Until recently, the process has been primarily one of expansion rather than replacement. People bought smaller, battery-operated computing devices for travel and easy portability but returned to their more powerful desktop systems to get real work done. Now the capabilities of the mobile devices are catching up and many are ditching the big systems altogether and relying solely on laptops. Many who only use computers for entertainment, socializing and casual information lookup have gone a step farther and have only tablets or "phablets" – large-screened phones. Docking stations for portables and technologies such as Microsoft's Continuum make it possible to attach those small devices to large monitors and full sized keyboards when necessary, which for many obviates the need for a large system.
But we've now reached the point where even the phone is considered by some to be too big and cumbersome to carry around (exacerbated by the popularity of increasingly larger models such as the Galaxy Notes and the iPhone 6 Plus). The smartphone is currently the reigning king of the device market with an estimated 64% of the U.S. population owning one or more in 2016, according to Statista. Despite steady growth over the last five years, though, a survey by Ericsson done as part of 10 Hot Consumer Trends for 2016 indicates that half of those questioned believe staring at the small screen will be a thing of the past by 2021.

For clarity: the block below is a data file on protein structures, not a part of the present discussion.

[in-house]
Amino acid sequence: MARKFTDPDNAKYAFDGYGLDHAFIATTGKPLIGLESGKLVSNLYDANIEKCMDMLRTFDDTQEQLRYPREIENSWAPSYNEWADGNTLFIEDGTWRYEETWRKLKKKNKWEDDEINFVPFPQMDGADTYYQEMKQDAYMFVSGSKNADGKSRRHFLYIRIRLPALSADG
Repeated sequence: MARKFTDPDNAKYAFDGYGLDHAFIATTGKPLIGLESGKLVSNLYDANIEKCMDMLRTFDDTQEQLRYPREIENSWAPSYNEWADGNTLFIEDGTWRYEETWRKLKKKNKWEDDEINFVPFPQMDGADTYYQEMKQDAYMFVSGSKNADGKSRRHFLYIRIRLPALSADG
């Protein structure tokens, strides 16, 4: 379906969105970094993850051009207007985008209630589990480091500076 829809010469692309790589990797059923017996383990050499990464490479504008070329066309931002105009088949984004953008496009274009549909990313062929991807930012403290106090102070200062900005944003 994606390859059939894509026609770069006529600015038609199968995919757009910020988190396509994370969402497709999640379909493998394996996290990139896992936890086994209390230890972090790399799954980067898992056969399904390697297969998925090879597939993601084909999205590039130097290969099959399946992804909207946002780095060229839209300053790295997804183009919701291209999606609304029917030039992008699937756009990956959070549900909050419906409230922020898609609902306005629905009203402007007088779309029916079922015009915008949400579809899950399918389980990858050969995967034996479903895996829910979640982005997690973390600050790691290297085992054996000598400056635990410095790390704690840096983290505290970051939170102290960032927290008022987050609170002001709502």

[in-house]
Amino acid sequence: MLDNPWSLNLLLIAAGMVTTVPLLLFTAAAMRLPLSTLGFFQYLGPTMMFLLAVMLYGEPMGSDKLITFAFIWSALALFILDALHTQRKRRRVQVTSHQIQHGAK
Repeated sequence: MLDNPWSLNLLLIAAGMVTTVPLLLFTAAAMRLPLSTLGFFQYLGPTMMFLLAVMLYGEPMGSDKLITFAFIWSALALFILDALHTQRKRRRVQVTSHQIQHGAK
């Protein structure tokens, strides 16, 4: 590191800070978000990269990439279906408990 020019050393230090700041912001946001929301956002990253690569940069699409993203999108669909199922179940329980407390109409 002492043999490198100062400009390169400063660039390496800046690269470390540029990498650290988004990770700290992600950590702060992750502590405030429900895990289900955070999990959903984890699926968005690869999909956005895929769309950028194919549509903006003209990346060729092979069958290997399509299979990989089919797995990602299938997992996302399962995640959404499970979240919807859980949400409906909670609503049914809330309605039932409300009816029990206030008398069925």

I disagree. Certainly artificial intelligence and virtual reality will play a big role in the future of computing, and there's no doubt that the interfaces we know now will change and morph into something that's more deeply integrated into our daily lives. However, while the cutting edge of technical innovation moves quickly, adoption of new tech by the masses proceeds at a more leisurely pace.
Let's be realistic: According to Sophos Naked Security blog and based on stats from Net Applications, as of last month (April 2016) almost eleven percent of desktop computers were still running Windows XP – an operating system that's been around for fifteen years and has been out of support for two years. If eleven percent sounds small, think about this: it represents millions of users and is more than the number running Mac OS X (all versions combined).
If people can't be persuaded to give up the interface with which they're comfortable despite lack of security, a diminishing number of applications available, and the urging of all the experts, are they really going to move to a way of computing that is even more of a drastic change than that of moving from XP to Windows 7/8/10?